Vietnamese in Cambodia strictly follow raft house relocation order
Nearly 1,000 Vietnamese households in Phnom Penh have dismantled their house following the city authorities’ order to relocate floating houses and fish rafts on the Tonle River.
Vietnamese Cambodians relocate from their floating house (Photo: VNA)
Vietnamese living in Cambodia's Prek Thmey ward and Prek Pnov district reportedly dismantled their raft house and relocated in a rush last weekend. They are now waiting for resettlement, as reported by Baoquocte.
The majority of the overseas Vietnamese living in these places earn their livelihoods by fishing or working on the shore. Their lives were made more difficult as they had to relocate within 7 days.
Many households face challenges as they had to move their fish rafts. It’s also difficult to consume fish that are not yet big enough for selling, especially during the Covid-19 pandemic.
Sim Chy, chairman of the Khmer-Vietnamese Association, said the association had informed 6 districts of the list of households with fish rafts to ask for extended relocation time.
On Saturday, the association negotiated with Prek Pnov’s authorities for a temporary gathering of boats at the riverbank of Samrong ward during the overseas Vietnamese wait for resettlement assistance.
Vietnamese ex-pats living in other parts of Tonle were also encouraged to abide by the local government’s regulations and not leave for Vietnam, which will be difficult.
Dong Van Can, a 55-year-old Vietnamese who lives on a floating house in Prek Pov, said most overseas Vietnamese there obey local regulations but need more time to handle their fishing rafts and find temporary accommodation on the mainland.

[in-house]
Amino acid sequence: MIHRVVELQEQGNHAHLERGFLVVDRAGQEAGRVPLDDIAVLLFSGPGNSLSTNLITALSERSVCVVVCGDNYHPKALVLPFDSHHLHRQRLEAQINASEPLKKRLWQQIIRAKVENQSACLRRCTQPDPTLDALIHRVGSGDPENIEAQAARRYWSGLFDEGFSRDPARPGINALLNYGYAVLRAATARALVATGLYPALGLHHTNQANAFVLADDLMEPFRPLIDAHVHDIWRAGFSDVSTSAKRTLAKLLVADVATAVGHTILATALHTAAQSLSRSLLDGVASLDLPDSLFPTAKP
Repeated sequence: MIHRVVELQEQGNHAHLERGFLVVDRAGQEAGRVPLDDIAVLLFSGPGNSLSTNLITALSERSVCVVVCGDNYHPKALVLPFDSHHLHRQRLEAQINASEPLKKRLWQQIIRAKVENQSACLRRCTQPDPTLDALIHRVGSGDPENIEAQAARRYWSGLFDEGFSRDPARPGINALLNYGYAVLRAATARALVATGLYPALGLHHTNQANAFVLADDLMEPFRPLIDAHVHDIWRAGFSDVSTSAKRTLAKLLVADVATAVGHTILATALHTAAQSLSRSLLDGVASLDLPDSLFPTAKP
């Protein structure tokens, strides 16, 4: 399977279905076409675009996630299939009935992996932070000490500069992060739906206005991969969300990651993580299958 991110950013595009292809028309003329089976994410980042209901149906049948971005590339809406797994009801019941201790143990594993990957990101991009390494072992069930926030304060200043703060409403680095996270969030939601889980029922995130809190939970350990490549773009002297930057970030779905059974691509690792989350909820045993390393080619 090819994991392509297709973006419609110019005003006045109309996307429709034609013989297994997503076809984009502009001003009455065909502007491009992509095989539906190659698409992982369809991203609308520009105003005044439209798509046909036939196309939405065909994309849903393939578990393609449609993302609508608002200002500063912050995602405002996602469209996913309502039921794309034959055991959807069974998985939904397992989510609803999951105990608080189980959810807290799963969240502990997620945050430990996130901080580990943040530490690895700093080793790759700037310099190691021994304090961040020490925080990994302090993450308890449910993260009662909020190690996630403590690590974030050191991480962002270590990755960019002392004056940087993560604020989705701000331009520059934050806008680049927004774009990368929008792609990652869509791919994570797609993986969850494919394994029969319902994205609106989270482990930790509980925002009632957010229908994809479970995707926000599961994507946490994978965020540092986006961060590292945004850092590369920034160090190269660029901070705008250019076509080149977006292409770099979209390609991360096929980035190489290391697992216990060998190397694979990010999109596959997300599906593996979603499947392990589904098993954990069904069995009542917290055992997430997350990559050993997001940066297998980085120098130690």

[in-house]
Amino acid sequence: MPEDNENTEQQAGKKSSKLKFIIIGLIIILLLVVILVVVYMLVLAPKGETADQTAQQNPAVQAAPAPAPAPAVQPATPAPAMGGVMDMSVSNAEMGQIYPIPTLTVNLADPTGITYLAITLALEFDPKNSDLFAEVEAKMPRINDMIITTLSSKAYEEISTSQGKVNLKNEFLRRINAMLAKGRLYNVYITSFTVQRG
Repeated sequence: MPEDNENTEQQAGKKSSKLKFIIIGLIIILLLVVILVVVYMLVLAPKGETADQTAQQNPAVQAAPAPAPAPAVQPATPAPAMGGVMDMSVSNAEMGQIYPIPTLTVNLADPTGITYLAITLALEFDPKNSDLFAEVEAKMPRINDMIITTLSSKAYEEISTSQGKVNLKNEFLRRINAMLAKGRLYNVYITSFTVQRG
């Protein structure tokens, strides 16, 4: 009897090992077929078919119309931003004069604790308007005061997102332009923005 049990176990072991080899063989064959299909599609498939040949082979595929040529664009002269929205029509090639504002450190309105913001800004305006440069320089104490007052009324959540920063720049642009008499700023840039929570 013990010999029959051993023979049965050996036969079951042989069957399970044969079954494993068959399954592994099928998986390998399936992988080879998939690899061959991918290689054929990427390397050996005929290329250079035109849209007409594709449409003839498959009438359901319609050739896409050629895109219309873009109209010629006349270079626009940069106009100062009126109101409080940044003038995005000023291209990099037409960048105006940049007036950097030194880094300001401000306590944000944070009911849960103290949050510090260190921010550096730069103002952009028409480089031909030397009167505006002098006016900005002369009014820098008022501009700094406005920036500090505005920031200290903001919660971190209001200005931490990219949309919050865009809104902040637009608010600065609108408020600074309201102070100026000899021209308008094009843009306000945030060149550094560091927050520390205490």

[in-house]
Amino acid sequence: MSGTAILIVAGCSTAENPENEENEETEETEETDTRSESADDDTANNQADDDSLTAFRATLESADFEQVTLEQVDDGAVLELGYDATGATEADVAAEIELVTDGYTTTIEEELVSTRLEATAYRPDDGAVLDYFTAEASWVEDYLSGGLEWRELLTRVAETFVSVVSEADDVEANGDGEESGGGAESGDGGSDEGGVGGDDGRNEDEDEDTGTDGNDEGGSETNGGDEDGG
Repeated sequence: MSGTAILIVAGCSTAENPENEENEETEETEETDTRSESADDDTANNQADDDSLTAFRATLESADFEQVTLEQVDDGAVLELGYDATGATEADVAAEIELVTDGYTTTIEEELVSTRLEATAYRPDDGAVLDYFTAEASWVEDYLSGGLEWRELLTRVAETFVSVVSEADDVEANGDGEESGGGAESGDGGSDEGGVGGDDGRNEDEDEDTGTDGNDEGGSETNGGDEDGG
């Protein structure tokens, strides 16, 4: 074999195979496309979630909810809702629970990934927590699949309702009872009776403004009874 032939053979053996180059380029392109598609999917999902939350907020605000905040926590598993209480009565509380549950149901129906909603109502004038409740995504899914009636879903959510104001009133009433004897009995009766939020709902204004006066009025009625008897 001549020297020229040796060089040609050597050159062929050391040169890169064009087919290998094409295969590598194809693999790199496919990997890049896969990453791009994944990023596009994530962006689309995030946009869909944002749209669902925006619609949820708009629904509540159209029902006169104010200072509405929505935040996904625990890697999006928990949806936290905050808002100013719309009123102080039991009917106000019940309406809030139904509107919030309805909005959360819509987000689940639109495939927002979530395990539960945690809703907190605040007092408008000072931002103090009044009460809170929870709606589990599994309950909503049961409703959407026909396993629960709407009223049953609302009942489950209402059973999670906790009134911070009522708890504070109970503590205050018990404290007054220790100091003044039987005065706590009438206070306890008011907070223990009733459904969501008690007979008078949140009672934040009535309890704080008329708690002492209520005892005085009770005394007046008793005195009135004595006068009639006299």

Floating houses on the Tonle Sap River in Phnom Penh. (Photo courtesy of Vu Quang Minh, Ambassador of Vietnam to Cambodia)
The Vietnamese Ministry of Foreign Affairs has earlier called on Cambodian authorities to ensure the welfare of people of Vietnamese origin after Phnom Penh ordered the relocation of floating villages on the Tonle Sap River.
Cambodian authorities asked households to relocate within seven days, saying they would dismantle all illegal works on the river after the deadline, Khmer Times reported.
The reason given for this relocation is that the floating village dwellers "seriously affect water biodiversity, damage water quality, pollute the environment and affect the beauty of Phnom Penh, as well as affect the health of people who use unclean water."
The decision of the Phnom Penh government affects about 700 families, many of whom are of Vietnamese origin.
The ministry’s spokesperson Le Thi Thu Hang, said at a press conference in Hanoi on June 10 that Vietnam “pays attention to this information,” Viet Nam News reported.
During a June 6 meeting between Vietnamese foreign minister Bui Thanh Sơn and his Cambodian counterpart Prak Sokhonn, Son again asked Cambodia to continue addressing the legal status of the people of Vietnamese origin.
Phnom Penh City Hall set a one-week deadline for people who live in floating houses along the Mekong and Tonle Sap Rivers to move out. (Photo: KT/Siv Channa)
Vietnam suggested that Cambodian authorities "ensure the rights and welfare of the Vietnamese community, and enable the people affected to soon return to stability, to either keep their current work or switch to another appropriate occupation and to have full access to essential services," she said.
On June 4-7, the Vietnamese Ambassador to Cambodia Vu Quang Minh also visited Vietnamese Cambodians in relocated areas, Hang said.
The foreign ministry’s State Committee for Overseas Vietnamese Affairs and the Vietnamese Embassy in Cambodia have asked Cambodia to offer practical support to resettled residents, thus ensuring their legitimate rights.
The Cambodian side has acknowledged Vietnam’s requests and said the Cambodian government would continue to enable Vietnamese students and workers to study and work in Cambodia and provide favorable conditions for Vietnamese people to enjoy stable livelihoods in this country. Cambodia's Tonle Sap is the largest freshwater body in Southeast Asia. Boasting one of the most fertile ecosystems globally, it provides 75 percent of Cambodia's freshwater fish catches, VnExpress said.
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